The development is the result of an investment partnership between the Raise-Op and Evernorth, a regional syndicator of affordable housing, with financing from MaineHousing. Lewiston Housing will provide property management services, and Raise-Op staff will provide the resident services. The development includes 1 bedroom, 2 bedroom, and 4 bedroom apartments, all restricted to low-income households at or below 60% Area Median Income (AMI). The rent levels are also restricted to remain affordable to residents, and includes off-street vehicle and bicycle parking, heating and cooling, backyard greenspace, washer dryers supplied in each unit, and a community room.

“Building community and working cooperatively with our neighbors can help us all to feel more invested in the place we call home,” said Shannon Fuller, Resident Organizer for the Raise-Op, as she addressed the audience and future residents of 198 Blake. “We’re so happy to be introducing these new homes to the city and to be welcoming new residents. This is an exciting time to be part of Lewiston’s vibrant and diverse Tree Streets neighborhood. As you walk through this beautiful building today, think about the community you most want to be part of and how you can work with your neighbors to build that.”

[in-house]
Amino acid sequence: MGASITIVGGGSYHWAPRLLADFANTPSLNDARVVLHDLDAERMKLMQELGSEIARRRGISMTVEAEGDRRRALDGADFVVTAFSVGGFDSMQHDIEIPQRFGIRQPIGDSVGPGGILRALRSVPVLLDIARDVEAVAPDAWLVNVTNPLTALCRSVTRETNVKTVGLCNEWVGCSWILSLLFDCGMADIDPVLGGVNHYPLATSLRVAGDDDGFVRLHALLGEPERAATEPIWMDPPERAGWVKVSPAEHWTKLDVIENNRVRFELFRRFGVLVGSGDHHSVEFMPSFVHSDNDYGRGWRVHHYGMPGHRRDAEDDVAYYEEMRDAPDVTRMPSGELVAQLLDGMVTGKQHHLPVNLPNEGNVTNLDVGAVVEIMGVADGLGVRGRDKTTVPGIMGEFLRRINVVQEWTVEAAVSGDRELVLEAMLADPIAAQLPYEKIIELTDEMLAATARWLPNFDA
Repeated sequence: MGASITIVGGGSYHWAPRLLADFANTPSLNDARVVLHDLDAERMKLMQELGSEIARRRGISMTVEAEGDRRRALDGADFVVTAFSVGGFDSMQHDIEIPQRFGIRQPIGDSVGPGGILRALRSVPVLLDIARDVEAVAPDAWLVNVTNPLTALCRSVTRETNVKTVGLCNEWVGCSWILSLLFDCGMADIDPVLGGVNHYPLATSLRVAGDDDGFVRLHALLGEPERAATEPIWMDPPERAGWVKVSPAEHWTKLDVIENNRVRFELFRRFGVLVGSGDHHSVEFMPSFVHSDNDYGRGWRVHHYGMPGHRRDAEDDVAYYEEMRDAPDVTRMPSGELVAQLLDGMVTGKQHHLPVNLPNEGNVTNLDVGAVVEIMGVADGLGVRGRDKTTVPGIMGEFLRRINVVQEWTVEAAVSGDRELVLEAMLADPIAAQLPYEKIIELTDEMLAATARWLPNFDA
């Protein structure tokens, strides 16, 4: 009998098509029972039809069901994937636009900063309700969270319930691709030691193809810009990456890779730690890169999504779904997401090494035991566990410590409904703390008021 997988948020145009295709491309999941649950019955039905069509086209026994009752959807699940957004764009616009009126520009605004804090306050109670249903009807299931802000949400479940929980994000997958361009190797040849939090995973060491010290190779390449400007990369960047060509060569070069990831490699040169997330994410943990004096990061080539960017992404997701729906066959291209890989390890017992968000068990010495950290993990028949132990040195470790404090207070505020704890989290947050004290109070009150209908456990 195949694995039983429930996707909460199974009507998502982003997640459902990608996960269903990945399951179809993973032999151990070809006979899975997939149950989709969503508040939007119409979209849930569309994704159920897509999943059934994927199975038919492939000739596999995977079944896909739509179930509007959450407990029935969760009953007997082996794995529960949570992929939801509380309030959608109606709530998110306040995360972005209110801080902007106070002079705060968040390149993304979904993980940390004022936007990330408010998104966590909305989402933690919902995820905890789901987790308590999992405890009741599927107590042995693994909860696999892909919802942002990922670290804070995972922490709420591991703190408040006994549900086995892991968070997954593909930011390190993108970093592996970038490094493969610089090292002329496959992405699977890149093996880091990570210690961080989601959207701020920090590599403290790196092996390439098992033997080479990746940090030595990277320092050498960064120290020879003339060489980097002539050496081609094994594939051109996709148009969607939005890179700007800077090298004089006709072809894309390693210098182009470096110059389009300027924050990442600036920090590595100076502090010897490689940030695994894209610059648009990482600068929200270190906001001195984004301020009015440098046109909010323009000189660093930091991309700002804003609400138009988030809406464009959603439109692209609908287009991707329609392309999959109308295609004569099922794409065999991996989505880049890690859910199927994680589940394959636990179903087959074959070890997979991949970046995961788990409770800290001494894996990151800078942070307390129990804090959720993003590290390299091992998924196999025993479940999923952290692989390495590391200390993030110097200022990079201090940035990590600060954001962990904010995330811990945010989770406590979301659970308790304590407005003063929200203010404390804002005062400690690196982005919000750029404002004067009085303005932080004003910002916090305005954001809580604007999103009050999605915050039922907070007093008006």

Houssein Abdi is a former resident of the Raise-Op where he raised his family for 7 years before buying his first house. “I was a renter for many years before I moved into the Raise-Op. Once I joined the Raise-Op, I was able to see what it’s like when residents get to have input on decisions that affect their homes. I served on the board of directors, and also served in the finance role for my building. While living at the Raise-Op, as my family grew and we needed more space, I knew I could never go back to just being a renter again. Because our rent was so affordable, we were able to save enough money to buy our own home, which we did last year. So now I’m a homeowner, but I will always consider myself a part of Raise-Op. I’m glad that Raise-Op is growing and providing good homes to more people.”